Tony Clement:

Sure, look I hope that they do come back to the bargaining table.  I tabled what I thought was a fair and reasonable offer.  It certainly was within the pattern of the deals that we’ve been making with other parts of the public service.  But let me tell you Tom, these people are paid well.  These are good jobs.  They get, their salary ranges from $62-122 thousand dollars a year.  You don’t have to do a tag day for them and we offered a fair and reasonable offer.  They get all sorts of benefits aside from their salaries and I think…

Tom Clark:

Well a lot of them have to go to places like Afghanistan too so I mean it’s not exactly a bowl of cherries.

Tony Clement:

So maybe we should be paying for their dry cleaning, I’m not disputing that.  That’s one of the perks they get but at the end of the day we’ve got be, we’ve got to have a fair and reasonable offer which is on pattern with the rest of the public

Tom Clark:

Let me take you to another subject. You have stated that you’re in favour of the idea of MP’s posting all of their expenses online on the Government of Canada website so everybody can see, and in a detailed, way how much you spent for coffee, where you went on that cab ride and that sort of thing.  What’s stopping the Conservative members from doing that as of tomorrow morning at 9 o’clock?

Tony Clement:

Well I think we’ve got to have something that works for all MP’s.  If we’re going to do it, every MP’s got to do it; NDP MP, Liberal MP.  Our position…

Tom Clark:

Why is that…just as a matter of interest, why is that?

Tony Clement:

Well I think it’s you’ve got to be fair and if we’re going to apply something to ourselves it should be applied to all MPs equally and fairly.  It should be similar to what we cabinet ministers do every quarter.  It’s called “proactive disclosure.”  Every expense that I have as a cabinet minister is put online quarterly and people like yourself or common citizens can parse those and have opinions about those but that’s being a cabinet minister.  That’s what you do nowadays.

Tom Clark:

I just want to take the last question here to catch up on that missing or misplaced $3 billion dollars.  What sort of system do we have that allows us to lose track of $3 billion dollars of taxpayers’ money?

Tony Clement:

So we didn’t lose track.  There was a two-track accounting of it.  There was one track which is the public accounts.  They are tabled every year in the House of Commons.  This is about money from 2001 to 2009.  That is there.  It’s public.  It was voted upon in Parliament.

Tom Clark:

So wait a minute, are you telling me that you found the $3 billion dollars?

Tony Clement:

I’m telling you it was never lost.

Tom Clark:

But now you know where every penny went?

Tony Clement:

Parliaments from 2001 to 2009 knew where every penny went because there was that process that was in place for Parliament to be advised on spending.  What Treasury Board decided to do in 2001 in the Liberal government’s time was to have a separate tracking process to aggregate the spending in public safety and security and present it to Treasury Board.  That’s where Treasury Board fell down between 2001 and 2009 but as the Auditor General himself said, no, no it was still being tracked as part of our public accounts to Parliament.

Tom Clark:

Tony Clement, good talking to you.  Thanks very much for coming in.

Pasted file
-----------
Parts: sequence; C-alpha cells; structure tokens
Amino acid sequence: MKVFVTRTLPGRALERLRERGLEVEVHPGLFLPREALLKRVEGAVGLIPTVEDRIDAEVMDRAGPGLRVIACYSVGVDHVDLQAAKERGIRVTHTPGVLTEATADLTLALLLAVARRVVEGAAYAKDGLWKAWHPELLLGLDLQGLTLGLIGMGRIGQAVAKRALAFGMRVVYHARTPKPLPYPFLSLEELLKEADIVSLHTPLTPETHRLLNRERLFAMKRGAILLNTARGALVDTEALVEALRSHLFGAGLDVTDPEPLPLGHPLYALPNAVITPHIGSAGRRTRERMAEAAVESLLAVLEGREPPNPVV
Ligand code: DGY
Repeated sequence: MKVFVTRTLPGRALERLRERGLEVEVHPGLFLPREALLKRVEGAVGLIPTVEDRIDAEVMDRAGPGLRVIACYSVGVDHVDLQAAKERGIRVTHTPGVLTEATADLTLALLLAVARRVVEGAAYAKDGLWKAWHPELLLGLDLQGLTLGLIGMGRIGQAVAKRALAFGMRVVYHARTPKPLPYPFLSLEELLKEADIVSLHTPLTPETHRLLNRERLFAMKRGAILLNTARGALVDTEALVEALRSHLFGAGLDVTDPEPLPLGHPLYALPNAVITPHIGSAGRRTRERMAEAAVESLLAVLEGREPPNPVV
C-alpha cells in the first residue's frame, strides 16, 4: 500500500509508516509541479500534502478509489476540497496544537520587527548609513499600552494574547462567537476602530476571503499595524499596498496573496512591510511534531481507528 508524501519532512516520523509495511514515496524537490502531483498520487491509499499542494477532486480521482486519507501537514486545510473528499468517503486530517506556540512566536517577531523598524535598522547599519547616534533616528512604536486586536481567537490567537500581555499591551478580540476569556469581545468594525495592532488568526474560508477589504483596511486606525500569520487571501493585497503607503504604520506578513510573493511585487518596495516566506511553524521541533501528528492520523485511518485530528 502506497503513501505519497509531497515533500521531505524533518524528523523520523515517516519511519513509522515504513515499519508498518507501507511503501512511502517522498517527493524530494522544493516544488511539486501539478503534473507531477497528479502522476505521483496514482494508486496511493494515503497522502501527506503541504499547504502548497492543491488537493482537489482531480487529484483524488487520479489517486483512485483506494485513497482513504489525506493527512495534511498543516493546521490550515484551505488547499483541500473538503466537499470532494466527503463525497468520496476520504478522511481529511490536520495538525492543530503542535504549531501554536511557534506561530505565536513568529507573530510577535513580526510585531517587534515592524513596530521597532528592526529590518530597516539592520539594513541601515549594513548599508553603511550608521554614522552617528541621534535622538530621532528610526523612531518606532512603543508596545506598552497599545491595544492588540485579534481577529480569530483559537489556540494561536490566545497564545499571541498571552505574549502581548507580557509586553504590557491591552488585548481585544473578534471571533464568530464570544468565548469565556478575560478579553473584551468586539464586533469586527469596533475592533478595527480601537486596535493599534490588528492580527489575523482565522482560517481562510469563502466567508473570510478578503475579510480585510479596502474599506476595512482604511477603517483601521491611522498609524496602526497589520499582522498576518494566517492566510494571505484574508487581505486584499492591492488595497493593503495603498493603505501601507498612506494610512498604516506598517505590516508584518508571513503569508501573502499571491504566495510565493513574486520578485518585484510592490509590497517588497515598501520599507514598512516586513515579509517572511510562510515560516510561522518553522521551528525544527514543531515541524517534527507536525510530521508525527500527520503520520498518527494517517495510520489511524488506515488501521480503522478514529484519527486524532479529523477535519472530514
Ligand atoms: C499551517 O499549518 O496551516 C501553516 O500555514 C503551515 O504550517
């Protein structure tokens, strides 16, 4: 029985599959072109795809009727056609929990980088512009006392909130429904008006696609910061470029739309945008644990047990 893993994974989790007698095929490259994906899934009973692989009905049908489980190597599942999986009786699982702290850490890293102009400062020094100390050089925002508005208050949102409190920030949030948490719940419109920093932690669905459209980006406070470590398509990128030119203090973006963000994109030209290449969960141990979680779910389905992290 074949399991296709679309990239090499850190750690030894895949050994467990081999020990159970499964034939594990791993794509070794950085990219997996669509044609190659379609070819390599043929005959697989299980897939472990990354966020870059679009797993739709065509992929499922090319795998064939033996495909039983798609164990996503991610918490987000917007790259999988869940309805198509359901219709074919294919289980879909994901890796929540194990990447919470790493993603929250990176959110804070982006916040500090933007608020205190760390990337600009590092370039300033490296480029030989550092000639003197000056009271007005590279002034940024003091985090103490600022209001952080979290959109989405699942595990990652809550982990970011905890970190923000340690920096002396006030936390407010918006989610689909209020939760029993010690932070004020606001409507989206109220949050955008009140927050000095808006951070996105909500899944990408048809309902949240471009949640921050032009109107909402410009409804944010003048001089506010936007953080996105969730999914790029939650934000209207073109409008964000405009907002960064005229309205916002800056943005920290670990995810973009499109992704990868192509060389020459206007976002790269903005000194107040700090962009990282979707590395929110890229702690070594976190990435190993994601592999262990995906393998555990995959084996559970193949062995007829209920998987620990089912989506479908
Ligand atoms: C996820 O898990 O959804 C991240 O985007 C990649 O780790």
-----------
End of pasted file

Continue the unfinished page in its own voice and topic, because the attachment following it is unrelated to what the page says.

Tony Clement:

Thank you.

Tom Clark:

Well from domestic affairs to foreign affairs.  In a surprise result, Iranians elected a new slightly more moderate president yesterday.  We caught up with Foreign Affairs Minister John Baird before the final results were out, from Paris, and asked him what that means for relations between Iran and Canada.

Here’s just part of that interview:

John Baird:

Well things are very close.  We’ll see what the final result is but one thing Canadians should remember is that only eight people of hundreds who wanted to run for president were allowed to contest the election.  No woman; 51 percent of the population of Iran was allowed to contest the election.  No member of the Opposition was allowed to contest the election so we’ve got to be very mindful.  I mean obviously we’re watching what’s going on with the elections, what’s going on in the street very closely.  If this new president wants to work with a supreme leader who has the real power in that regime and take some steps back on their nuclear program we’d like to see that indication in a matter of days and weeks.  What we’re not prepared to do are wait months and years for a more…dragging our feet and doing everything but take real action to move away from the nuclear option that’s before them.  Listen, we’ve been very patient and the supreme leader was not up for election and they know the west chance.  There is still one last diplomatic chance and we obviously encourage them to take it.

Tom Clark:

And John Baird went on to say as well that Canada has reissued a warning for Canadians travelling to Lebanon as the Syrian conflict spills over those borders and creates a situation that is fluid and could go south in a big hurry.  Well you can watch our full interview with John Baird at http://www.thewestblock.ca.

Now here are just a few others stories we’ve got our eyes on in the week ahead.  Tomorrow, Prime Minister Stephen Harper will be at the G8 Leader Summit in Northern Ireland and while there he’ll continue pushing for the elusive trade deal with the EU.

And the House of Commons is scheduled to rise this week for a summer break.  MP’s are expected back here in Ottawa in late September but it could be as late as October.

Also in this week, western premiers will be meeting in Winnipeg for their annual conference.

You can get all the latest information on these and others stories at http://www.globalnews.ca/politics and on Global National with Dawna Friesen.  That is our show for today.  Be sure to join us next Sunday for our very last show of the season. Until then, have a great week.  I’m Tom Clark.

© Shaw Media, 2013